I went to see a show in recent months that I was disappointed by. I would like to say which show, but since the promoter keeps giving me a wide berth, I had best not rub salt into the wound.
Before I went, I was told by the act’s reps that it was a surprise that I had picked the show for review as I had not responded well to previous work by them. I explained that I’d recognised this show as one of the more high profile tours of the moment and that it was hard to discriminate on the basis of previous reviews, otherwise I’d never be to revisit the progress of acts.
Though this was apparently understood, the ‘negotiation’ hung over my viewing of the show to some extent. This may have been the intended effect, but I got the impression that the reps would rather I hadn’t gone at all. I go to all shows hoping to enjoy them, but I think I was really hoping this occasion would buck the trend. It didn’t, and I must admit that I found myself thinking ‘can you ever go back?’.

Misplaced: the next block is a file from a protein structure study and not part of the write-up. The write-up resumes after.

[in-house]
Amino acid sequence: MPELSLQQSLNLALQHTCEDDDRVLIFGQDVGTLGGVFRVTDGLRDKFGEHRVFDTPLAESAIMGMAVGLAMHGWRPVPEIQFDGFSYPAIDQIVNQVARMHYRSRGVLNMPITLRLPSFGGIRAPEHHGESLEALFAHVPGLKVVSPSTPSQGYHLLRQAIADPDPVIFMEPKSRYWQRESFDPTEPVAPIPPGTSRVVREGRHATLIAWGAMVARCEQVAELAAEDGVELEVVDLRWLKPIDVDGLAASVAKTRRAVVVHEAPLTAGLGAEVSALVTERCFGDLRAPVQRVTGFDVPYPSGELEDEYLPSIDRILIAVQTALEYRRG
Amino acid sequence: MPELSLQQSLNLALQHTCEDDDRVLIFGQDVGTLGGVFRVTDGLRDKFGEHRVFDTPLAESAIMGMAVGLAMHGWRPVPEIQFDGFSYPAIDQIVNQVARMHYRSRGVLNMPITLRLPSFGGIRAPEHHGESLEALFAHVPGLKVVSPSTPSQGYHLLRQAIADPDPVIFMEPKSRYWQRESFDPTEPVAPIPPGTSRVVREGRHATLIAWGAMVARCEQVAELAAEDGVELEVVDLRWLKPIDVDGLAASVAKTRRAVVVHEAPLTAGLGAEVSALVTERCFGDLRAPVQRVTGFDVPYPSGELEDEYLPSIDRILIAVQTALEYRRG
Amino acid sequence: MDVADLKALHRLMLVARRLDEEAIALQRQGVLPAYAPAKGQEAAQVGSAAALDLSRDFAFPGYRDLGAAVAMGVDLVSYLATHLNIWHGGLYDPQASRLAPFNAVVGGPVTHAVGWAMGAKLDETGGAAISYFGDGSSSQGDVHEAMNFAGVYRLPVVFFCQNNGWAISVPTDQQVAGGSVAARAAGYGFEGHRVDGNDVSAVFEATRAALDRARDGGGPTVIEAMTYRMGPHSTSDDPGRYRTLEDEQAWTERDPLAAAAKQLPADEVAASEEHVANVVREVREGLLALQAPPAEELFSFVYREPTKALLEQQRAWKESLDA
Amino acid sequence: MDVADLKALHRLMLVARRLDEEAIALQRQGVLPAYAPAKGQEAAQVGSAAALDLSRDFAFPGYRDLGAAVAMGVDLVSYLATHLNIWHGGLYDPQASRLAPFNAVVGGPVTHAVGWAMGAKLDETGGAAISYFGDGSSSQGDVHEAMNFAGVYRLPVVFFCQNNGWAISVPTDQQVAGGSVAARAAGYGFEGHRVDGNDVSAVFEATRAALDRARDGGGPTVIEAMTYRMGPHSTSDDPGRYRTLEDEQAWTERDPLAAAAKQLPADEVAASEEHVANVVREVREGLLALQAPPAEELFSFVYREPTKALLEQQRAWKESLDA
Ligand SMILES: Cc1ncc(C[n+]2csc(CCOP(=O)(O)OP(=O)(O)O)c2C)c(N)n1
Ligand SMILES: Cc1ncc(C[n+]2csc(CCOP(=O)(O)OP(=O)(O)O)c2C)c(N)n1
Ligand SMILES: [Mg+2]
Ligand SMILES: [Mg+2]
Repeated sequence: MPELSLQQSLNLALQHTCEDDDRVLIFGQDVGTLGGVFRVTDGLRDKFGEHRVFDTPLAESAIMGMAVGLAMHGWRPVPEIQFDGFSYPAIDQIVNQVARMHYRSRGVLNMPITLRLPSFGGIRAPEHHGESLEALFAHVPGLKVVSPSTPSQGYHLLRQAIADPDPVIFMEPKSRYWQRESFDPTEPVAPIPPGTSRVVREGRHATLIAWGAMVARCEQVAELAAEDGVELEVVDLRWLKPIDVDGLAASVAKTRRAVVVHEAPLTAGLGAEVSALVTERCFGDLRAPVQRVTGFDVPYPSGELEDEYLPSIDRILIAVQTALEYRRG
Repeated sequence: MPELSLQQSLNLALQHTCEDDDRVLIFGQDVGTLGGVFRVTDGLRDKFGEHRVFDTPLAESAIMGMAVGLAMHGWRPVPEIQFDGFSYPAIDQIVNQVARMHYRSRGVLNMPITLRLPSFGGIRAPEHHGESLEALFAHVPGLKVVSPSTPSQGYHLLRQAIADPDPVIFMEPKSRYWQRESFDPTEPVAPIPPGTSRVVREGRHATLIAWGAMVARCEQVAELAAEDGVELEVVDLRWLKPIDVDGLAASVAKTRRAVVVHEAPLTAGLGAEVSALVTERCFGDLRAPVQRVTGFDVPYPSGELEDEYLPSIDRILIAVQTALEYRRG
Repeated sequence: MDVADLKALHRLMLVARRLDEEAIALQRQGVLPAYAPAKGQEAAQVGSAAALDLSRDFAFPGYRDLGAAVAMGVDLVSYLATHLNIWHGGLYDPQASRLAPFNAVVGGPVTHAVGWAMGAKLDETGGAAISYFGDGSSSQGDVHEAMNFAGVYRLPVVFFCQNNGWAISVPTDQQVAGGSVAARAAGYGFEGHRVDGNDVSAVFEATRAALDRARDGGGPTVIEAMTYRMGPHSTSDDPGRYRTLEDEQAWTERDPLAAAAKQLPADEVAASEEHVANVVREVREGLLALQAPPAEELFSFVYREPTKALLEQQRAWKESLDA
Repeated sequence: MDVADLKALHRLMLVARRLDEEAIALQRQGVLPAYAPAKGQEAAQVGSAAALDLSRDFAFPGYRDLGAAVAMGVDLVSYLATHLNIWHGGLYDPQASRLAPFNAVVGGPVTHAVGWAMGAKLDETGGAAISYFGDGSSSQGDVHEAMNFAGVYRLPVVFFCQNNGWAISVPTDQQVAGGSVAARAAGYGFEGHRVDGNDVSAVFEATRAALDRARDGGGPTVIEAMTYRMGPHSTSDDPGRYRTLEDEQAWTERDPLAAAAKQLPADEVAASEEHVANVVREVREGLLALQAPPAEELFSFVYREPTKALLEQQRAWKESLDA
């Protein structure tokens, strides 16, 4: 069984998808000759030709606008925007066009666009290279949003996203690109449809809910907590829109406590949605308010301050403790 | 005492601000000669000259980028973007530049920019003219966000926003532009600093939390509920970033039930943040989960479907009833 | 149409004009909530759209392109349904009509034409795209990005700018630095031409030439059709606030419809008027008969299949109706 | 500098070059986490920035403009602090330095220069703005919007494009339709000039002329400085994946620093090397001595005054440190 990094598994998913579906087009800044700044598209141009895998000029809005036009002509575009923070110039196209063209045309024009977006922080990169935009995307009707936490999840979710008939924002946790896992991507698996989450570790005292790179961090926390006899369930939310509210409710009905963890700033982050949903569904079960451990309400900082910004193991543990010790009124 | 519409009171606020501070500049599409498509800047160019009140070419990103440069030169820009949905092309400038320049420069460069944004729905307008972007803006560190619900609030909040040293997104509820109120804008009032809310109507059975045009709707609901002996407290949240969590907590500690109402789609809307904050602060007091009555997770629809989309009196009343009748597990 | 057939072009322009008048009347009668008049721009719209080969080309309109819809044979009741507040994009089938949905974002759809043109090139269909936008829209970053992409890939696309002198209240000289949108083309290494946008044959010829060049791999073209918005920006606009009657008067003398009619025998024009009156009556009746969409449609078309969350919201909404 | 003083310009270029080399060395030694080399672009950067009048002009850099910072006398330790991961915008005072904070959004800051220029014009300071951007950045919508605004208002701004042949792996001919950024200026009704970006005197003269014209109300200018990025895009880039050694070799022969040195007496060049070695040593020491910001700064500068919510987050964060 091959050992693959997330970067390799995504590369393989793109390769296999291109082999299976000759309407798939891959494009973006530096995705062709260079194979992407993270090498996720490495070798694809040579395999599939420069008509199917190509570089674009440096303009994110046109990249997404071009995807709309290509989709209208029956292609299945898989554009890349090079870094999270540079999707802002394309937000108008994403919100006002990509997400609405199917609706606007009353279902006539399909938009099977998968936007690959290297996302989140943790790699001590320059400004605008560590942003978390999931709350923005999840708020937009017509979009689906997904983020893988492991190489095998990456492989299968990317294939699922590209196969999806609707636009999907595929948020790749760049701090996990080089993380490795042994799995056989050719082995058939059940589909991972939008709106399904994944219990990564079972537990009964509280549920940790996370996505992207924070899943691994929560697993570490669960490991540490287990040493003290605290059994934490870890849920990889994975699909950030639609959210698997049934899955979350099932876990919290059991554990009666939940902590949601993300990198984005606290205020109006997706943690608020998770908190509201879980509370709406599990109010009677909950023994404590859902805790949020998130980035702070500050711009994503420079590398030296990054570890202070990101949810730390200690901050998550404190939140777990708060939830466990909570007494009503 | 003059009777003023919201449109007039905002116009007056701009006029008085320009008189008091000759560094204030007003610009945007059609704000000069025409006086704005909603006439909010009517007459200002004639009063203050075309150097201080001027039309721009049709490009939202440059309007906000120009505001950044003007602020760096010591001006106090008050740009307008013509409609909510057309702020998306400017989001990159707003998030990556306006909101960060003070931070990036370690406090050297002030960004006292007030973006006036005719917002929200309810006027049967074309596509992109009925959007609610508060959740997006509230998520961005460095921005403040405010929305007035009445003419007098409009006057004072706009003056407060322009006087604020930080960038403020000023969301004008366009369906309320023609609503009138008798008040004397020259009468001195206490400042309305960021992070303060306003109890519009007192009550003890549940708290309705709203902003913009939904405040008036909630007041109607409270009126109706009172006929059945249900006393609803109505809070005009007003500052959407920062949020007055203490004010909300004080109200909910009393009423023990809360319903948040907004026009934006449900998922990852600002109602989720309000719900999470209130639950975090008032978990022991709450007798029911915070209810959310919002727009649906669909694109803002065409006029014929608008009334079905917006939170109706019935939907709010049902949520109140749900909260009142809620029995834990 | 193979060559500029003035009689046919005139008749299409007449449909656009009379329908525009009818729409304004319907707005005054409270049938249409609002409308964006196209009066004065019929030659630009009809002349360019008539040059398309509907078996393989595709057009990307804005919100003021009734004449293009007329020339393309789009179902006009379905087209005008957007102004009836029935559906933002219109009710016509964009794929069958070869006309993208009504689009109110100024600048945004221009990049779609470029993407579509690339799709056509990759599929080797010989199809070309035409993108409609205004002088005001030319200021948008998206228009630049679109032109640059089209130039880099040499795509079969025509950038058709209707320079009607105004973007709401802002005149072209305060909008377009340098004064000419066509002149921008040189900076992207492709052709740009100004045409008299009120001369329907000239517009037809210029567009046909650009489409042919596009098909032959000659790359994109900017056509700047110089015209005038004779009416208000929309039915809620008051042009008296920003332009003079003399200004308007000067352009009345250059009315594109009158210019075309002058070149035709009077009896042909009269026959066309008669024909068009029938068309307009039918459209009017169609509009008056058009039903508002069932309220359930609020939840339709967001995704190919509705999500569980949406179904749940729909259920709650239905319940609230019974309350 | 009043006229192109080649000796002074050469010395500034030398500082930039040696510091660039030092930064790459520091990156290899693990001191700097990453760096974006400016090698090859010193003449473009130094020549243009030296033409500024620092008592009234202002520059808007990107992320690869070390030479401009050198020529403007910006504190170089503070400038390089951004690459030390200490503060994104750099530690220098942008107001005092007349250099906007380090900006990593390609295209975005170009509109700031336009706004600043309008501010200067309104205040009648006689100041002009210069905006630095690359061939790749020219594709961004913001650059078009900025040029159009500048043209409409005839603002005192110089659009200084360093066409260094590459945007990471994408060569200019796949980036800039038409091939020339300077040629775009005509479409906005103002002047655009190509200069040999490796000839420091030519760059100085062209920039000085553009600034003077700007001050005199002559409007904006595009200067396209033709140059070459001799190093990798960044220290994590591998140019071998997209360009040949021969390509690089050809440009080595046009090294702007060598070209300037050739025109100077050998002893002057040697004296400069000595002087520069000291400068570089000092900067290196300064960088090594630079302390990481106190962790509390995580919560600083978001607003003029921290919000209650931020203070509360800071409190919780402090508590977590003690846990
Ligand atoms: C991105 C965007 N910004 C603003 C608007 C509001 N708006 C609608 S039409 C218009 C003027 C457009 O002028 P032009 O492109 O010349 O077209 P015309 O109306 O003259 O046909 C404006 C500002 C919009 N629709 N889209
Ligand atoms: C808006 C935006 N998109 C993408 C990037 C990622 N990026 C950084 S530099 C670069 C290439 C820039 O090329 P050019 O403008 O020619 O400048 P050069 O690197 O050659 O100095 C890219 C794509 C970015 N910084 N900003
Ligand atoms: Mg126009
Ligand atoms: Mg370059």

I have already written about the benefits of seeing the same show twice and that this can mean both diminishing returns, but also surprising insights. Going to see acts who you haven’t enjoyed before is part of the job, but when they are long-in-the-tooth and it is the fourth or fifth time of asking, and your response hasn’t changed, is it worth it?
It is a fair question, but it is impossible to make policy out of repeated disappointment. I mean, think of the many pursuits that could be unceremoniously dumped using that measurement: almost everything.
I suppose this is a point at which the critic’s prerogative comes in to play. We can’t be banned from shows of acts we don’t like, though we could be asked to pay. I would respect this in some other cases. For example, some acts do get to a point where their audience won’t be influenced by reviews (either way) and so the press allocation is dropped. It’s annoying, but it can be justified if it is across the board. Luckily, most acts welcome a record of their work, for better or worse.
In picking a show to cover, various factors come in to play that would determine whether or not it could be ‘avoided’. Has the act been over-exposed? Are there other things on at the the time that would be more of interest? Are they universally deemed to be way ‘past their best’ and beyond possible redemption without some kind of major re-invention?
Given the above, the act I saw and was underwhelmed by can at least take some comfort that they were chosen and not forgotten.